The results have been transformative. As of this year, 90,000 treadle pumps are in use in 5,000 villages, benefitting almost half a million people. The pumps were designed and manufactured locally, supporting the burgeoning economy, and two further models were introduced, capable of lifting water to raised storage units. The drip irrigation kits were also locally developed and manufactured, and their introduction allows the cultivation of higher-value crops such as eggplant, which require more water. These products are marketed and sold by a growing network of agents, as well as agro-dealers. Pumps range from $25-38, drip irrigation kits are $38, and tanks $25. Some customers pay cash, but many have availed themselves of the low-cash credit facility Proximity has offered in the absence of a mature microfinance market.

The return on these investments by farmers is considerable – with farm incomes increasing by an average of $250 per year. And Proximity Designs – which the Ashden panel described as “the first to bring energy to agriculture in Myanmar…adapting fast to the needs of the rapidly changing country,” is already working on a solar-powered pump, to be introduced in the near future.

Each of the Ashden International Award finalists addresses key challenges to bringing affordable clean energy to the mass market in poor countries. From leveraging technology such as mobile money, to helping farmers increase their yield, to working towards making tragic indoor air pollution deaths a thing of the past, or demonstrating that a global company with a vision can dramatically cut its energy costs and greenhouse gas emissions with some effort and investment, these companies are true pioneers. Arc Finance is proud to know them, and looks forward to continued partnerships with trailblazers in the sector.


SolarNow Using Franchise Model to Solve Distribution Challenges in East Africa

Ugandan solar enterprise SolarNow uses a franchise distribution model for Solar Home Systems combined with an in-house credit facility to reach rural customers.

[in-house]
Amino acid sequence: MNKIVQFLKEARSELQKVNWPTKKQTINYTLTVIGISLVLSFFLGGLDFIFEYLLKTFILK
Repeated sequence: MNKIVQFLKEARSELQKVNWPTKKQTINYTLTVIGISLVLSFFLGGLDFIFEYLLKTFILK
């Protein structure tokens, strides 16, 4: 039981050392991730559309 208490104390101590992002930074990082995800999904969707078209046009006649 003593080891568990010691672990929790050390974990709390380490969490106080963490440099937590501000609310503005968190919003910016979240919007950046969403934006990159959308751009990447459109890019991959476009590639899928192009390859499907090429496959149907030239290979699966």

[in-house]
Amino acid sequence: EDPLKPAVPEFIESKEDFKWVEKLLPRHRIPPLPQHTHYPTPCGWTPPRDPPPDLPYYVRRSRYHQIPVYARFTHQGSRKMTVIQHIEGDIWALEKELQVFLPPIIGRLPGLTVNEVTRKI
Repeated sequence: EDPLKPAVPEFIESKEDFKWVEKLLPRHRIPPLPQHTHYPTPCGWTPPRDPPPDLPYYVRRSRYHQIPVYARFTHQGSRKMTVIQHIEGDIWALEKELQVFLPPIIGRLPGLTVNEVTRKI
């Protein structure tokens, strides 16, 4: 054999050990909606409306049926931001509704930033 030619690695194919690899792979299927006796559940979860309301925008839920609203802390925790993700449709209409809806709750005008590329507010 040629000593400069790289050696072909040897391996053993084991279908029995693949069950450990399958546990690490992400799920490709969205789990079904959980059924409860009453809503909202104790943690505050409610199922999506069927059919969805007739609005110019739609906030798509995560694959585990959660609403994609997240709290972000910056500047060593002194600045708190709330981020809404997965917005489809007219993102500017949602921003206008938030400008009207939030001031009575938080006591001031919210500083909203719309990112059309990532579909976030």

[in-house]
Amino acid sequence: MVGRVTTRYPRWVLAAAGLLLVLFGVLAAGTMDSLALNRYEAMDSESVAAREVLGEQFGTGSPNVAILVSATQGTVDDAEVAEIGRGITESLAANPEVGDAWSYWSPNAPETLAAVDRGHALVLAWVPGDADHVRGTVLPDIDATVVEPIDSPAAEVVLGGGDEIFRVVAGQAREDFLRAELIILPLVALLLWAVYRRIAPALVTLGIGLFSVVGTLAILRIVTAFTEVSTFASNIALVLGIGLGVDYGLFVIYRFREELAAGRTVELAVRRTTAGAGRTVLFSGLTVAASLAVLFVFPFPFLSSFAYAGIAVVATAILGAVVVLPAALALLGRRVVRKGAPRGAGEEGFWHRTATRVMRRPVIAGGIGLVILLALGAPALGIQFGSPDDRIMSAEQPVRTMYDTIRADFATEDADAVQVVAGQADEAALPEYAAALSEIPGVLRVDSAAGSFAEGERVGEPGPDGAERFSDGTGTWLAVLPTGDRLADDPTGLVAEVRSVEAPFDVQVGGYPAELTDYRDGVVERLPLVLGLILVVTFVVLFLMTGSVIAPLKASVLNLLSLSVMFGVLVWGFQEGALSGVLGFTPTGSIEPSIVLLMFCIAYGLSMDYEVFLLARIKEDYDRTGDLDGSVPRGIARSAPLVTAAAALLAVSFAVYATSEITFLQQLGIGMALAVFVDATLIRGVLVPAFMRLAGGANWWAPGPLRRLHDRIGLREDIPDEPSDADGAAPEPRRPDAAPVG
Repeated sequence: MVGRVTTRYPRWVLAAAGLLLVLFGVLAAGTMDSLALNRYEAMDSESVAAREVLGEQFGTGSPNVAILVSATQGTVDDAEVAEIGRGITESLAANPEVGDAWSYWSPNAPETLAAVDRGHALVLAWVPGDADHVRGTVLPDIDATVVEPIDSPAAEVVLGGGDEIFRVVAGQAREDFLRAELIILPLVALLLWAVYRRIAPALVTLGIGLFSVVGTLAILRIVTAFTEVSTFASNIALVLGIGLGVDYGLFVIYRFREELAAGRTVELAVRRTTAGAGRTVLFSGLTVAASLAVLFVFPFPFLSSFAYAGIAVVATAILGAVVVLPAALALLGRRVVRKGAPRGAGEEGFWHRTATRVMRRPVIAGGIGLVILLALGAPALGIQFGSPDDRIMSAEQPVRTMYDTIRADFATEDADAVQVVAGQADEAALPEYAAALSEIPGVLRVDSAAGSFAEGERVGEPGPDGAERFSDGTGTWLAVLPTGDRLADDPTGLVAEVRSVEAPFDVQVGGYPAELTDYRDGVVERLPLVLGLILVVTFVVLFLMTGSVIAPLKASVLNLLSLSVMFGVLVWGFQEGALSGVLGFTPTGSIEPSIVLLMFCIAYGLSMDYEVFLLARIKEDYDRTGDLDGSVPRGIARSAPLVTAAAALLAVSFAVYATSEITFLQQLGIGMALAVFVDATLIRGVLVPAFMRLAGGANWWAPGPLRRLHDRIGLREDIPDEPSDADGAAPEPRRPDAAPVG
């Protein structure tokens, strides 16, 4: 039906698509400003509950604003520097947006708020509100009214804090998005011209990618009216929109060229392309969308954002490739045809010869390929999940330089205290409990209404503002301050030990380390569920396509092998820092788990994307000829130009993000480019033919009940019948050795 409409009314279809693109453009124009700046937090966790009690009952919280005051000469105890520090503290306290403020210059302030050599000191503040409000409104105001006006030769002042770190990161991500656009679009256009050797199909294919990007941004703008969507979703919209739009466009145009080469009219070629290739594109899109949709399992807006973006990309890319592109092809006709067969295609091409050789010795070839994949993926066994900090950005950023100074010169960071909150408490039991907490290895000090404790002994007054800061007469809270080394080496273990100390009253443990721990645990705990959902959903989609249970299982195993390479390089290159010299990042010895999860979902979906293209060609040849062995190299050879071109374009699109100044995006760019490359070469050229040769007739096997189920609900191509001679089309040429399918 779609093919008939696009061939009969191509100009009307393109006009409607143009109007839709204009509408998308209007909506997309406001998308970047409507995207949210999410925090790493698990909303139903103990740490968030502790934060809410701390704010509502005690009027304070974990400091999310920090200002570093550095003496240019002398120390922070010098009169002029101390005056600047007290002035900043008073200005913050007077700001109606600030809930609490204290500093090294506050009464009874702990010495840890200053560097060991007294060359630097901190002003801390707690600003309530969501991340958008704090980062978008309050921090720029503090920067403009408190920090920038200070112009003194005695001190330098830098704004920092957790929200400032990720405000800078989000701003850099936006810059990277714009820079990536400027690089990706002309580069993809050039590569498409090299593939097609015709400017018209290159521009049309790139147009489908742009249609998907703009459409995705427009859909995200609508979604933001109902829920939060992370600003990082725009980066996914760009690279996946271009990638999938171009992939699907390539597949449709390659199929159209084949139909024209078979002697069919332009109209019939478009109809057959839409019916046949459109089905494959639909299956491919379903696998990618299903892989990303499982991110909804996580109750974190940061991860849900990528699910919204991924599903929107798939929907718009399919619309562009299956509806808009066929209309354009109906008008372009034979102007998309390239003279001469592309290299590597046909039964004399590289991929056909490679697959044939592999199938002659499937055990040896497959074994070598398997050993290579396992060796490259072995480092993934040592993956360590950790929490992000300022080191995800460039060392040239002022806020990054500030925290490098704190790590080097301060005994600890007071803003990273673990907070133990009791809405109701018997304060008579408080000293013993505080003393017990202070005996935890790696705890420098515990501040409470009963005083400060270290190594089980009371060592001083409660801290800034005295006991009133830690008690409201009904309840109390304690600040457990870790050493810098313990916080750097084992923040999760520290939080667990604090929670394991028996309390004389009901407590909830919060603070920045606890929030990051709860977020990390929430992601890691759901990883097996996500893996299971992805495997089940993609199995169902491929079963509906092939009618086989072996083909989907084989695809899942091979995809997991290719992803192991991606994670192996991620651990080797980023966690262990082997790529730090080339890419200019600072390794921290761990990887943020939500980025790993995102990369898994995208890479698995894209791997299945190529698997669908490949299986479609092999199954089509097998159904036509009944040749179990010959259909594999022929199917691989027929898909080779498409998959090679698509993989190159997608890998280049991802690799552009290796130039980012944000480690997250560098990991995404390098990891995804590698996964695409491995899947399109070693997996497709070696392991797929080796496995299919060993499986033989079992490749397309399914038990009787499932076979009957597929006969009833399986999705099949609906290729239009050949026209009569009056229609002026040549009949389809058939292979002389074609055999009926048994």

SolarNow is an energy enterprise in Uganda, and an Arc Finance partner under the USAID-funded Renewable Energy Microfinance & Microenterprise Program (REMMP). Established as a social enterprise in May 2011, SolarNow grew out of the Rural Energy Foundation, a Dutch NGO providing distribution and training support for the use of Solar Home Systems (SHS) with market experience across Africa. SolarNow uses asset finance to provide electricity to off-grid rural communities through modular, expandable SHSs, and distributes an increasing range of energy-efficient appliances through a network of franchises around the country.

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If Product is King, Distribution is God

The challenges of distributing to so-called “last mile” customers in remote communities, particularly in Africa and Asia, are well understood, and various business models seek to address them. SolarNow’s distribution model includes independent franchises that facilitate sales and system installation. SolarNow oversees and supports these franchises through dedicated head office teams to ensure consistent quality across the network. Head office teams supervise sales, marketing, service and credit, provide ongoing support and training, and review and approve credit assessments.

The Merits and Drawbacks of a Franchise Model

A franchise model has distinct pros and cons. Advantages include speedy replication due to standardization; adaptability to local circumstances; quality assurance; reduced risk of branch dilution; likely alignment of incentives between franchisor and franchisee; and cost-effective setup and economies of scale. Disadvantages include a significant up-front investment; challenges in finding suitable entrepreneurs in low-income markets; difficulties encountered in monitoring franchisee activities in remote areas and low-income markets; and – for social-driven organizations – a potential risk of mission drift.

SolarNow’s model addresses these challenges and opportunities by training franchises to consistently install to standard, building strong customer relationships with high quality service support, and driving referral-led sales opportunities. Franchisees are selected for their local contacts and technical skills, as referrals from satisfied, local customers are a key sales driver in a market damaged by a history of poor quality and fraud. In addition, franchisees conduct initial credit assessments, which, if approved, are referred to the head office in Kampala.

Currently, SolarNow has 43 branded branches and authorized franchisees across Uganda with 64 forecast for the end of 2014, and will open its first branch in Tanzania in January 2015. Branches are distributed across the country and target higher-density rural communities.

Selecting the Right Person

As in any agent model, the skills and qualities of the franchisees are indispensable to the business. SolarNow’s sales and marketing team therefore recruits franchisees carefully, and targets the communities in which SolarNow’s current and potential branches are located. SolarNow thereby ensures candidates with knowledge of local networks, language and culture – all of which are important in building strong customer relationships. A premium is placed on particular criteria such as a franchisee’s communication skills, ability to invest time in building a long-term business, interest in working with rural communities, experience in developing customer relationships, commitment to client satisfaction and proven ability to run a business and lead a team.